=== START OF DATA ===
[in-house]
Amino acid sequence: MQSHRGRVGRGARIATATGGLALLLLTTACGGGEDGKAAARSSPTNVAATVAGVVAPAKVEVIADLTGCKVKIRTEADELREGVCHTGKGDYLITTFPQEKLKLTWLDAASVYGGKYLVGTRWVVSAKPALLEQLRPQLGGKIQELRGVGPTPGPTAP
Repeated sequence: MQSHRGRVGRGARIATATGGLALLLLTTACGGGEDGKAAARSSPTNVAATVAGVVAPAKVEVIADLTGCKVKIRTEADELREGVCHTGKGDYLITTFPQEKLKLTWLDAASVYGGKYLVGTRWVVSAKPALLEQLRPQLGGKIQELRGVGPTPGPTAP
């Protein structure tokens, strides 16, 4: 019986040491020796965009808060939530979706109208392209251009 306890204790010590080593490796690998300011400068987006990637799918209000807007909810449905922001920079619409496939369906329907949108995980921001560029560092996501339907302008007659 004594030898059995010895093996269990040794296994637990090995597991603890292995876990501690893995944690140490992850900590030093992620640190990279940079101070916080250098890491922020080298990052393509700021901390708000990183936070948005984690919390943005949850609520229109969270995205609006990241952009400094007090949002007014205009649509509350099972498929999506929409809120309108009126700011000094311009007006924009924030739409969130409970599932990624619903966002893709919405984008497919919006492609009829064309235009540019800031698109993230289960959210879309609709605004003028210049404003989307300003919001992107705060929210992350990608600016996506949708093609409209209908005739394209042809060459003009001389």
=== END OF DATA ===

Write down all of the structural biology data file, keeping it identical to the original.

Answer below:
[in-house]
Amino acid sequence: MQSHRGRVGRGARIATATGGLALLLLTTACGGGEDGKAAARSSPTNVAATVAGVVAPAKVEVIADLTGCKVKIRTEADELREGVCHTGKGDYLITTFPQEKLKLTWLDAASVYGGKYLVGTRWVVSAKPALLEQLRPQLGGKIQELRGVGPTPGPTAP
Repeated sequence: MQSHRGRVGRGARIATATGGLALLLLTTACGGGEDGKAAARSSPTNVAATVAGVVAPAKVEVIADLTGCKVKIRTEADELREGVCHTGKGDYLITTFPQEKLKLTWLDAASVYGGKYLVGTRWVVSAKPALLEQLRPQLGGKIQELRGVGPTPGPTAP
């Protein structure tokens, strides 16, 4: 019986040491020796965009808060939530979706109208392209251009 306890204790010590080593490796690998300011400068987006990637799918209000807007909810449905922001920079619409496939369906329907949108995980921001560029560092996501339907302008007659 004594030898059995010895093996269990040794296994637990090995597991603890292995876990501690893995944690140490992850900590030093992620640190990279940079101070916080250098890491922020080298990052393509700021901390708000990183936070948005984690919390943005949850609520229109969270995205609006990241952009400094007090949002007014205009649509509350099972498929999506929409809120309108009126700011000094311009007006924009924030739409969130409970599932990624619903966002893709919405984008497919919006492609009829064309235009540019800031698109993230289960959210879309609709605004003028210049404003989307300003919001992107705060929210992350990608600016996506949708093609409209209908005739394209042809060459003009001389």